Objective: We surveyed customers in a hospital cafeteria in Boston, Massachusetts before and after implementation of traffic light food labeling to determine the effect of labels on customers' awareness and purchase of healthy foods.
Methods: Cafeteria items were identified as red (unhealthy), yellow (less healthy), or green (healthy). Customers were interviewed before (N=166) and after (N=223) labeling was implemented. Each respondent was linked to cash register data to determine the proportion of red, yellow, and green items purchased. Data were collected from February-April 2010. We compared responses to survey questions and mean proportion of red, yellow, and green items per transaction between customers interviewed during baseline and customers interviewed during the intervention. Survey response rate was 60%.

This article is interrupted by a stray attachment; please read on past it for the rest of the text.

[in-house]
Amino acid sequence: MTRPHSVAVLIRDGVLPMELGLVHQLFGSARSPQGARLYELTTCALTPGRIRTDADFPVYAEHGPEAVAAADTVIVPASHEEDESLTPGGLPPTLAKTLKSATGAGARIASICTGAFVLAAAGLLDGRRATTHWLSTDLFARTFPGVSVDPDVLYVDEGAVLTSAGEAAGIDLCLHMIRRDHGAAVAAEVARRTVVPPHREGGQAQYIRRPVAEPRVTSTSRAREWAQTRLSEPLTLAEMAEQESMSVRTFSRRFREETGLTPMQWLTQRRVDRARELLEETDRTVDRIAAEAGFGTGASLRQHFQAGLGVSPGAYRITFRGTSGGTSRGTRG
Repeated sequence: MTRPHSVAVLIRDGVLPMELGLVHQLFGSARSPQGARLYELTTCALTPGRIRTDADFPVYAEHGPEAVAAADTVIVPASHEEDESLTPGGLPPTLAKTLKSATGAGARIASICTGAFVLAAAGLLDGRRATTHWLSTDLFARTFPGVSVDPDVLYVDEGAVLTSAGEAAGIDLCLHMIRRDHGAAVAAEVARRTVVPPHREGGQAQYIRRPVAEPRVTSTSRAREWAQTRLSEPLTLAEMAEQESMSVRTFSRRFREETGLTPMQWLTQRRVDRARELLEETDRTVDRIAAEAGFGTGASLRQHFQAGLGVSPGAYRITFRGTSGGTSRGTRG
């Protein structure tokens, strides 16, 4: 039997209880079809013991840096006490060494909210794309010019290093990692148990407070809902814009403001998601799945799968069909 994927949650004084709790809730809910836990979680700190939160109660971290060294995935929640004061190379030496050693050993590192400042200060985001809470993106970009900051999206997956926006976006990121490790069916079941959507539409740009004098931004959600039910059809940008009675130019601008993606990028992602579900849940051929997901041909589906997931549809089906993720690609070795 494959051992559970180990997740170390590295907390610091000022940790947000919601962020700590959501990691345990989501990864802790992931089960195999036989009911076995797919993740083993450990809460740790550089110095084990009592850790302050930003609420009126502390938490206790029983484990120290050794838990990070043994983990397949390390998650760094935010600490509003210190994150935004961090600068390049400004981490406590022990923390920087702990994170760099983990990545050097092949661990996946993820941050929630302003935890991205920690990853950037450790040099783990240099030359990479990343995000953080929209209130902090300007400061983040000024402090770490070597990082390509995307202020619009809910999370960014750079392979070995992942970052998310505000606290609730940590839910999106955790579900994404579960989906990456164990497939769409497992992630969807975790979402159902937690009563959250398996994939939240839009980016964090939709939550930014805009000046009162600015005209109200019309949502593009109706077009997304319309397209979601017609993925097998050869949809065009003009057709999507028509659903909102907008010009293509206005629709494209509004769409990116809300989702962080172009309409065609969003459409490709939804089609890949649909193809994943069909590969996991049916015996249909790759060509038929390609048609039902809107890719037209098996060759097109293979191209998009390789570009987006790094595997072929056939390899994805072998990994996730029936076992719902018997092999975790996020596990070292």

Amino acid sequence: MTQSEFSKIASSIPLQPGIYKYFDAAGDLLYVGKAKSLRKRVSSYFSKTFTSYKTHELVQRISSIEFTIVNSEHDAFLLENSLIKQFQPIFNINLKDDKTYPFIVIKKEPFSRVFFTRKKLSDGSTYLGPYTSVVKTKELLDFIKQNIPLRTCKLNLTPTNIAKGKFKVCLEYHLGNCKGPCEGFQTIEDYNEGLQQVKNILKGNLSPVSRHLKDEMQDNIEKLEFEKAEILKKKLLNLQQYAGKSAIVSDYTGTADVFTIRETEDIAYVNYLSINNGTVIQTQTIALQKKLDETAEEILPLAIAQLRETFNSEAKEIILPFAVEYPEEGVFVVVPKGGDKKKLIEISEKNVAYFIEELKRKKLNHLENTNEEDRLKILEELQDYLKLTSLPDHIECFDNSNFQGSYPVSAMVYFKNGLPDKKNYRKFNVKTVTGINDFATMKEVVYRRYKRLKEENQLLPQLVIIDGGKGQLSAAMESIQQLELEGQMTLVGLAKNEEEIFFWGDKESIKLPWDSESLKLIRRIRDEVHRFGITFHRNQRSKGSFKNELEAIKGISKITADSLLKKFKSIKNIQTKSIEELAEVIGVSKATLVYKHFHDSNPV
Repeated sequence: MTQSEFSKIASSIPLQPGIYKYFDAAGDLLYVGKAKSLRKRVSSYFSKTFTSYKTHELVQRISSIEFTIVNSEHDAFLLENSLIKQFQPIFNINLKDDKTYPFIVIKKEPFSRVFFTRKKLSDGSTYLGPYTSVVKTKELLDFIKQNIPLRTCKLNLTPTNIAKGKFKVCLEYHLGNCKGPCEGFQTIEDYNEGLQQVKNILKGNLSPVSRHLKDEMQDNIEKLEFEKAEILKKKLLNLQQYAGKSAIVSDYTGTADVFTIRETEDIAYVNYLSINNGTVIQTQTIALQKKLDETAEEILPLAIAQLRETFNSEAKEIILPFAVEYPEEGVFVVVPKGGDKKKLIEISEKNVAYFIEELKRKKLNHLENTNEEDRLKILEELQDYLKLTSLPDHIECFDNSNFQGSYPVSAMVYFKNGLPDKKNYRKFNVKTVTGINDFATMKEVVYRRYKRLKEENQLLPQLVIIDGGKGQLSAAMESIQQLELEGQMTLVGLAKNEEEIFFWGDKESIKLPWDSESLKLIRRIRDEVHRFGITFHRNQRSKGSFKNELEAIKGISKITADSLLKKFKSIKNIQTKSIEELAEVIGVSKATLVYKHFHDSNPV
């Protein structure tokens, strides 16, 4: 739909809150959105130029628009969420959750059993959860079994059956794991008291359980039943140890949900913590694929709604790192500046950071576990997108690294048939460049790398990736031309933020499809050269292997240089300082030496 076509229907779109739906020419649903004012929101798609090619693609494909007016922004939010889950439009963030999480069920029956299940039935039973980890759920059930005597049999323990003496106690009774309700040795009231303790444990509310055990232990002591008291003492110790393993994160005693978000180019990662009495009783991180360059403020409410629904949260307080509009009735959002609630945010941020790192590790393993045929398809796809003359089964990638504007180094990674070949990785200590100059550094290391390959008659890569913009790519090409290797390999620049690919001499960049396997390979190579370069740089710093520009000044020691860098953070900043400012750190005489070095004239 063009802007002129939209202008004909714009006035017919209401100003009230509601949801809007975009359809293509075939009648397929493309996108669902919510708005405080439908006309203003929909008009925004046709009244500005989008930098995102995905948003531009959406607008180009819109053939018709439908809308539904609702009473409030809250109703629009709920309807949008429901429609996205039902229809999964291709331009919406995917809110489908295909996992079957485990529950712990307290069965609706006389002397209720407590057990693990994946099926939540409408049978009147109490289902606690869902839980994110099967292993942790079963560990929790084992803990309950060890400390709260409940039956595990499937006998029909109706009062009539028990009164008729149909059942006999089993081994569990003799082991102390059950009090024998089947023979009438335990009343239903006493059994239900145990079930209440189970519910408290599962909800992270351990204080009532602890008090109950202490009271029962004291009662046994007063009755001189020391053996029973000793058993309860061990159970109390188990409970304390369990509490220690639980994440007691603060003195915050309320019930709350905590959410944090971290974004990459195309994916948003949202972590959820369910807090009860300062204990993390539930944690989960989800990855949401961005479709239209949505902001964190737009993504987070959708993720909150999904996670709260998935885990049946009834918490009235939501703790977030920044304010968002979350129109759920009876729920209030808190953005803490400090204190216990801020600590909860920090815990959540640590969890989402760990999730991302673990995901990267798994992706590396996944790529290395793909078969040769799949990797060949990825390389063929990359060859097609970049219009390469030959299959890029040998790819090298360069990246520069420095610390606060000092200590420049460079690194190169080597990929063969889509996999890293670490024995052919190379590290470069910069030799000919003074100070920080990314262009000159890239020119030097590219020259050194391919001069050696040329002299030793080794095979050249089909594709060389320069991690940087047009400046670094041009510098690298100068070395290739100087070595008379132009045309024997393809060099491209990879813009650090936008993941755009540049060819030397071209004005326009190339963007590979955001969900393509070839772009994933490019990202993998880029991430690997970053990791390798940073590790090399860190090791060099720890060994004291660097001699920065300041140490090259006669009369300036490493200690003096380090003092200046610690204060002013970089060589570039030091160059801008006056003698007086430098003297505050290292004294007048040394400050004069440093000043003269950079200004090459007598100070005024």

Results: Comparing responses during labeling intervention to baseline, more respondents identified health/nutrition as an important factor in their purchase (61% vs. 46%, p=0.004) and reported looking at nutrition information (33% vs. 15%, p<0.001). Respondents who noticed labels during the intervention and reported that labels influenced their purchases were more likely to purchase healthier items than respondents who did not notice labels (p<0.001 for both).
Conclusion: Traffic light food labels prompted individuals to consider their health and to make healthier choices at point-of-purchase.
Keywords: Food labeling; Nutrition labeling; Obesity.